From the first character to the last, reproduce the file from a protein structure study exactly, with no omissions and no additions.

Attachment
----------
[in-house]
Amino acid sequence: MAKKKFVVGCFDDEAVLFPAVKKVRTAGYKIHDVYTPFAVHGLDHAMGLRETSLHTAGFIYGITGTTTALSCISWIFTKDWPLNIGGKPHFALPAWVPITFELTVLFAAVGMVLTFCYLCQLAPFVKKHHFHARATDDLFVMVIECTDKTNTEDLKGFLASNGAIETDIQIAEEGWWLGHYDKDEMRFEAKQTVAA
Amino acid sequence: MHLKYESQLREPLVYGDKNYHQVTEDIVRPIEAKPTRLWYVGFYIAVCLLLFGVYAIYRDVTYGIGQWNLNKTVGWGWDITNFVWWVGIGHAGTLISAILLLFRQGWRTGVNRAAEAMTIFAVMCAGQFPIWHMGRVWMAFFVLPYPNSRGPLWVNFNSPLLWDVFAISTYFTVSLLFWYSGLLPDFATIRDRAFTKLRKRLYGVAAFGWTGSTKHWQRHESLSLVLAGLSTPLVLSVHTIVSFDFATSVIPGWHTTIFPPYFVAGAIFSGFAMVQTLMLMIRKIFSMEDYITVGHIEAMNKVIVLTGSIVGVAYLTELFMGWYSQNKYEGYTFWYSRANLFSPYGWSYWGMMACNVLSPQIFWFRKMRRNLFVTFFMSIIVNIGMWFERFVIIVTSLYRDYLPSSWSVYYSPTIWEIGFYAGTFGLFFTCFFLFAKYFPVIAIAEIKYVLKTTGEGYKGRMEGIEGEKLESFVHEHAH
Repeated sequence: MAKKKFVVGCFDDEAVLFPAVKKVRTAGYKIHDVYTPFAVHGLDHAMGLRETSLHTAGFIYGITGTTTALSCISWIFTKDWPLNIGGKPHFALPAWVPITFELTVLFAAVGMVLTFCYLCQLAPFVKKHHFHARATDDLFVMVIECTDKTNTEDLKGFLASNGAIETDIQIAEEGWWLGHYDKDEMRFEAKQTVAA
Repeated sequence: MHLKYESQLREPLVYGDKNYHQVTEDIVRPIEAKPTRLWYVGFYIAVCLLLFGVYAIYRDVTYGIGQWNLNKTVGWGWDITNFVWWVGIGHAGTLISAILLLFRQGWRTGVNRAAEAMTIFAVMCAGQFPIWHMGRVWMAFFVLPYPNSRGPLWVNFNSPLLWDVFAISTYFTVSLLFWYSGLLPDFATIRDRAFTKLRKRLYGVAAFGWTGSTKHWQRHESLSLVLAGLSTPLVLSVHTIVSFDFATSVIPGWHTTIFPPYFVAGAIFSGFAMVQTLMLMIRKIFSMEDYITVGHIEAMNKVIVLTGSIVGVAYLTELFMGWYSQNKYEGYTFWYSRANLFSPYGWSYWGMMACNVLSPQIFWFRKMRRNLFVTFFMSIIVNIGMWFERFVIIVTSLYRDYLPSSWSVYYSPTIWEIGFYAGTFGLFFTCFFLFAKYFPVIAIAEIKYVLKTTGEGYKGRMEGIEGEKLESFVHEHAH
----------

[in-house]
Amino acid sequence: MAKKKFVVGCFDDEAVLFPAVKKVRTAGYKIHDVYTPFAVHGLDHAMGLRETSLHTAGFIYGITGTTTALSCISWIFTKDWPLNIGGKPHFALPAWVPITFELTVLFAAVGMVLTFCYLCQLAPFVKKHHFHARATDDLFVMVIECTDKTNTEDLKGFLASNGAIETDIQIAEEGWWLGHYDKDEMRFEAKQTVAA
Amino acid sequence: MHLKYESQLREPLVYGDKNYHQVTEDIVRPIEAKPTRLWYVGFYIAVCLLLFGVYAIYRDVTYGIGQWNLNKTVGWGWDITNFVWWVGIGHAGTLISAILLLFRQGWRTGVNRAAEAMTIFAVMCAGQFPIWHMGRVWMAFFVLPYPNSRGPLWVNFNSPLLWDVFAISTYFTVSLLFWYSGLLPDFATIRDRAFTKLRKRLYGVAAFGWTGSTKHWQRHESLSLVLAGLSTPLVLSVHTIVSFDFATSVIPGWHTTIFPPYFVAGAIFSGFAMVQTLMLMIRKIFSMEDYITVGHIEAMNKVIVLTGSIVGVAYLTELFMGWYSQNKYEGYTFWYSRANLFSPYGWSYWGMMACNVLSPQIFWFRKMRRNLFVTFFMSIIVNIGMWFERFVIIVTSLYRDYLPSSWSVYYSPTIWEIGFYAGTFGLFFTCFFLFAKYFPVIAIAEIKYVLKTTGEGYKGRMEGIEGEKLESFVHEHAH
Repeated sequence: MAKKKFVVGCFDDEAVLFPAVKKVRTAGYKIHDVYTPFAVHGLDHAMGLRETSLHTAGFIYGITGTTTALSCISWIFTKDWPLNIGGKPHFALPAWVPITFELTVLFAAVGMVLTFCYLCQLAPFVKKHHFHARATDDLFVMVIECTDKTNTEDLKGFLASNGAIETDIQIAEEGWWLGHYDKDEMRFEAKQTVAA
Repeated sequence: MHLKYESQLREPLVYGDKNYHQVTEDIVRPIEAKPTRLWYVGFYIAVCLLLFGVYAIYRDVTYGIGQWNLNKTVGWGWDITNFVWWVGIGHAGTLISAILLLFRQGWRTGVNRAAEAMTIFAVMCAGQFPIWHMGRVWMAFFVLPYPNSRGPLWVNFNSPLLWDVFAISTYFTVSLLFWYSGLLPDFATIRDRAFTKLRKRLYGVAAFGWTGSTKHWQRHESLSLVLAGLSTPLVLSVHTIVSFDFATSVIPGWHTTIFPPYFVAGAIFSGFAMVQTLMLMIRKIFSMEDYITVGHIEAMNKVIVLTGSIVGVAYLTELFMGWYSQNKYEGYTFWYSRANLFSPYGWSYWGMMACNVLSPQIFWFRKMRRNLFVTFFMSIIVNIGMWFERFVIIVTSLYRDYLPSSWSVYYSPTIWEIGFYAGTFGLFFTCFFLFAKYFPVIAIAEIKYVLKTTGEGYKGRMEGIEGEKLESFVHEHAH